FTC finds P2P networks rife with leaked identity data

February 22nd, 2010

The Federal Trade Commission today finally voiced concern about the long-known problem of data leaking into criminal hands via LimeWire, BearShare, Kazaa and dozens of other  peer-to-peer (P2P)  file sharing networks.

The FTC put nearly 100 companies and agencies on notice that their employees appear to be regularly leaking large amounts of sensitive customer and employee data on popular P2P networks

The FTC did not name names, either of the victimized organizations or of the P2P networks. But the problem is well-known in tech-security circles. And it appears to be exacerbated by rising d0-more-with-less demands on being placed on employees.

“Companies should take a hard look at their systems to ensure that there are no unauthorized P2P file-sharing programs and that authorized programs are properly configured and secure,” says FTC Chairman Jon Leibowitz. “Just as important, companies that distribute P2P programs, for their part, should ensure that their software design does not contribute to inadvertent file sharing.”

Data leaking from home PCs

This is a long-debated concern on which studies have been done and for which Congressional hearings have been held. The basic problem has to do with well-meaning employees taking company files home and loading them on their personal PCs to work on.

If that PC is subsequently used to download free music or videos at LimeWire, Kazaa or dozens of other P2P networks — and the user is not careful about configuring the download — work files can get exposed to all users of the network.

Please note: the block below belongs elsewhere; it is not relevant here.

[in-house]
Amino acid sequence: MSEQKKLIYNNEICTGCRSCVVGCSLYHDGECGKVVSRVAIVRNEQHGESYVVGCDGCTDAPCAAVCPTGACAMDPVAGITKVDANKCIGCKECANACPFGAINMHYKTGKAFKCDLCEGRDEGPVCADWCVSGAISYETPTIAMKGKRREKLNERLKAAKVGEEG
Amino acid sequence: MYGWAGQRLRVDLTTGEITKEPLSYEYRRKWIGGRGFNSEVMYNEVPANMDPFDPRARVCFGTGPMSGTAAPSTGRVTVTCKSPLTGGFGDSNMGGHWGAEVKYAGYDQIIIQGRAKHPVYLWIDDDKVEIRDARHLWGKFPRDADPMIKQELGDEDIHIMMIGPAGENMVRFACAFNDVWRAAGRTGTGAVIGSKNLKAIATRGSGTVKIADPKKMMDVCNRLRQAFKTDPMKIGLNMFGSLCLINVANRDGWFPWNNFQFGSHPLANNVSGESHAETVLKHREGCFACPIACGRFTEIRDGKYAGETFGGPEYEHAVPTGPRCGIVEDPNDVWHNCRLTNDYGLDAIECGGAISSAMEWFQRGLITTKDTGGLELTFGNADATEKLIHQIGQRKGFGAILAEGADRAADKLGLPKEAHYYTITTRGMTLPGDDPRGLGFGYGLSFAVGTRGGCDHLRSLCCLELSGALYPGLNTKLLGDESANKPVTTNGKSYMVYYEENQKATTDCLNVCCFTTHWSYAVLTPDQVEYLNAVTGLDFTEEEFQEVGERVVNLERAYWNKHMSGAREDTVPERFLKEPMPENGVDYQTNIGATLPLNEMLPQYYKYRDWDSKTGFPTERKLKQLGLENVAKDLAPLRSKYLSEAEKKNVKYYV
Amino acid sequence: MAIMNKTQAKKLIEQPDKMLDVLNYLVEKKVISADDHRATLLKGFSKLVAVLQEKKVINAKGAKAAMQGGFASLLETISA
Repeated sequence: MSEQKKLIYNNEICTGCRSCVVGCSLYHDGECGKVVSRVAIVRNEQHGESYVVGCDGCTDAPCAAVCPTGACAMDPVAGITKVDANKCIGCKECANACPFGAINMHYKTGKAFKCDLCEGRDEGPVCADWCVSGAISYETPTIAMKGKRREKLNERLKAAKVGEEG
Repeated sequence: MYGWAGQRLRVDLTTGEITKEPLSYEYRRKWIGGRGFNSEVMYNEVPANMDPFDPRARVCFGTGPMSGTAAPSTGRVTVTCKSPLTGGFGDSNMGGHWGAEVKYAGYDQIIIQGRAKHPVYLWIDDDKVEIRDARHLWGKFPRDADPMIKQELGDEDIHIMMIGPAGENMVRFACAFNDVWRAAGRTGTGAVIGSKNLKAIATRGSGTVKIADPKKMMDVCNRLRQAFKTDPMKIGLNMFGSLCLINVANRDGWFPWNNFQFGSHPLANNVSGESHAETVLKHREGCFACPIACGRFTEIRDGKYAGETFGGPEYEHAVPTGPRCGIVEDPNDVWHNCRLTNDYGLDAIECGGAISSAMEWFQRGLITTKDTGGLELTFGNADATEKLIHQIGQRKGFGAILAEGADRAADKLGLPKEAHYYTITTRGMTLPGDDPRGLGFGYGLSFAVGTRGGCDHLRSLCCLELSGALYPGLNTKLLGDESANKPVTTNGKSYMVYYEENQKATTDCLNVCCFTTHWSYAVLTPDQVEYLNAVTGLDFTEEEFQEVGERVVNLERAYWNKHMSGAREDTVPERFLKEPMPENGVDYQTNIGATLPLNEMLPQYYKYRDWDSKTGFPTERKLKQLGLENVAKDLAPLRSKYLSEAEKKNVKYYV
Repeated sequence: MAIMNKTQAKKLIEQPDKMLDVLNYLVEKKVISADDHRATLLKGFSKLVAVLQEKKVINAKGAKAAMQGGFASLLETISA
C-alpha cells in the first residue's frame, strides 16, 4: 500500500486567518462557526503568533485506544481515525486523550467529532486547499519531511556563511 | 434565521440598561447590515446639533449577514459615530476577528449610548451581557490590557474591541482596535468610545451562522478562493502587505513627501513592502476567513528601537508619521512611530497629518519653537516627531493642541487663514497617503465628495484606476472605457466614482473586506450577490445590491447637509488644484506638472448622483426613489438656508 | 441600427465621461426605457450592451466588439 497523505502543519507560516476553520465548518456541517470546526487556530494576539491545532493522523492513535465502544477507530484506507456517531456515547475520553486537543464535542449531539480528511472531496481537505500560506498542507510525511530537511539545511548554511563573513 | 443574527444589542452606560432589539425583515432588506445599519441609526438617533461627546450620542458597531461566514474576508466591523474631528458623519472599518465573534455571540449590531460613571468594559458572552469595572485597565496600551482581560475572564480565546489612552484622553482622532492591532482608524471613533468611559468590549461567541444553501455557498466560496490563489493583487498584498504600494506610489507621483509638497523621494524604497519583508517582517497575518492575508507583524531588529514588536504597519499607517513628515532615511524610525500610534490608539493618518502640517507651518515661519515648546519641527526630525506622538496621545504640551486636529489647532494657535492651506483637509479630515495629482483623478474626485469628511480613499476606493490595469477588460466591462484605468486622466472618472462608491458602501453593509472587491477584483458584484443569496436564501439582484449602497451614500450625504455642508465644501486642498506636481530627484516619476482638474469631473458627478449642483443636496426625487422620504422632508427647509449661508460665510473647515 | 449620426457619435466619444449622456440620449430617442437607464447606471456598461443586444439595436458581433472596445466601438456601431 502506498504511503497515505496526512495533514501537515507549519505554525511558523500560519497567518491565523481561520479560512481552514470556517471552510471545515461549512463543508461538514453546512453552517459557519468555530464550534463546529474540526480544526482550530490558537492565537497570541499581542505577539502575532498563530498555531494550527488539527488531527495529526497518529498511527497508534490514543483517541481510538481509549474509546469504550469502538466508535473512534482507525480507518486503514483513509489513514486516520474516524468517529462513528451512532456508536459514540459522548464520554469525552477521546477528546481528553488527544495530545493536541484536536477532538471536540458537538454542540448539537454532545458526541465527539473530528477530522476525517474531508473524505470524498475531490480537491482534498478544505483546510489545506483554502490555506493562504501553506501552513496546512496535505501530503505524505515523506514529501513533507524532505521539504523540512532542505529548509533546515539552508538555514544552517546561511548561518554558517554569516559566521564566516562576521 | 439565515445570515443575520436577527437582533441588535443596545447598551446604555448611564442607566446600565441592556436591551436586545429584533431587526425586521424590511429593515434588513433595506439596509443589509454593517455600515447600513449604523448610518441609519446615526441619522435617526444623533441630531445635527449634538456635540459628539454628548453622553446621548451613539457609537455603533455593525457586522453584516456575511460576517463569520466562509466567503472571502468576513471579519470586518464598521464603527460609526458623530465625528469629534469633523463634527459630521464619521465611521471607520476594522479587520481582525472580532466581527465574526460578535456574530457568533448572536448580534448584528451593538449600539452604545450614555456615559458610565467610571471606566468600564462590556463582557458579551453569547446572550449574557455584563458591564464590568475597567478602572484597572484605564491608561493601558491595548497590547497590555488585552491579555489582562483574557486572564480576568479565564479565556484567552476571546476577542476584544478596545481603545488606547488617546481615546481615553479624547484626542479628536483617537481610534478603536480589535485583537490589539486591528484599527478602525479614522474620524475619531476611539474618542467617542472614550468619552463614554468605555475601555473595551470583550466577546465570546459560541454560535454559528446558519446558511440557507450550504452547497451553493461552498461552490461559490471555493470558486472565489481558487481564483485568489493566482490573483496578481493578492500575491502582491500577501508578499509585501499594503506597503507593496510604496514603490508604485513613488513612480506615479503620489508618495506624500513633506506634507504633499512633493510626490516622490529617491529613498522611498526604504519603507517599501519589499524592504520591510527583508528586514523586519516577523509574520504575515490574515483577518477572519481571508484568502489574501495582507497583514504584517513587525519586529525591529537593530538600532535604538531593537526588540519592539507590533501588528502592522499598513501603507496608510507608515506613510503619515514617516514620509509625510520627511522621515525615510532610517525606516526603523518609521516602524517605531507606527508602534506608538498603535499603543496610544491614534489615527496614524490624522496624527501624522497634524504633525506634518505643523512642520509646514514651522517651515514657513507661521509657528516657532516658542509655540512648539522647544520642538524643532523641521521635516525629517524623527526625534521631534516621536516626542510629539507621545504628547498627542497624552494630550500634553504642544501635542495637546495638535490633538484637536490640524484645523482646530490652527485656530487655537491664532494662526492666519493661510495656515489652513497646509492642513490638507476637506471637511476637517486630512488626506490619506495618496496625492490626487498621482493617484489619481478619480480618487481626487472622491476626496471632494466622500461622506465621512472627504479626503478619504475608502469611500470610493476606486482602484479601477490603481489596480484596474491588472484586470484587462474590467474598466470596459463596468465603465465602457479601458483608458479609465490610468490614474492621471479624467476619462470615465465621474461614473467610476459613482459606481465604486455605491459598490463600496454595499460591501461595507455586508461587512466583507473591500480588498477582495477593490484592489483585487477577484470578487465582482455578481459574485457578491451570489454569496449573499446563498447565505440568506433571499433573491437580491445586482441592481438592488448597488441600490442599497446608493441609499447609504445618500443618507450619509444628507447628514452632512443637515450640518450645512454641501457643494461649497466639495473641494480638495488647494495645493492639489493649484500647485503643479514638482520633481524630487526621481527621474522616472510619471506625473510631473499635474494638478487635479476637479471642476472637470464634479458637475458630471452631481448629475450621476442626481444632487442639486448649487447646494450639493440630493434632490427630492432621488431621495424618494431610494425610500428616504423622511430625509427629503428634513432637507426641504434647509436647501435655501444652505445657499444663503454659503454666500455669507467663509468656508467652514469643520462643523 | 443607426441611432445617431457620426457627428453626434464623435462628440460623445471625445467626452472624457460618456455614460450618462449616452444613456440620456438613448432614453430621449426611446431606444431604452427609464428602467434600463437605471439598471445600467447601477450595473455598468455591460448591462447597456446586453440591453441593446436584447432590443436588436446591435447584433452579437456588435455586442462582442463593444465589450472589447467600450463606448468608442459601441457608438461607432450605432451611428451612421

“It sounds preposterous, but sensitive information leaking out unintentionally like this is amazingly common,” says Eric Johnson, director of digital strategies at Dartmouth’s Tuck School of Business. “Look at the file sharing networks and you’ll find people exposing things all the time.”

In fact, data leakage via P2P networks has become so commonplace that there are cybercrime gangs who specialize in continually searching P2P sites for sensitive work documents. FTC investigators easily found health-related information, financial records, drivers’ license and social security numbers accessible on P2P networks — “the kind of information that could lead to identity theft,” says Leibowitz.

The FTC is conducting “non-public investigations” of other companies whose data are turning up on P2P networks. It also today released new education materials to help companies deal with the problem.

Doing more with less

A big driver of the problem is the fact that many employees today are under intense pressure to take on tasks previously assigned to others who’ve been laid off in the down economy.

Striving to produce more, employees feel compelled to take work home and use their own equipment and network hookups to complete assignments, says Lisa Sotto, head of privacy and information management at New York law firm Hunton & Williams.

Sotto says companies need to establish and enforce policies relating to the access and use of sensitive company data, and train employees on best security practices.

“Awareness is critical,” she says. “A lot of people don’t know that there is a problem.”

The FTC is calling on the  roughly 100 organizations whose data it found littering p2p sites to  identify affected customers and employees and “consider whether to notify them that their information is available on P2P networks.” The agency pointed out that most states and federal regulatory agencies have data breach notification laws requiring such disclosure.

By Byron Acohido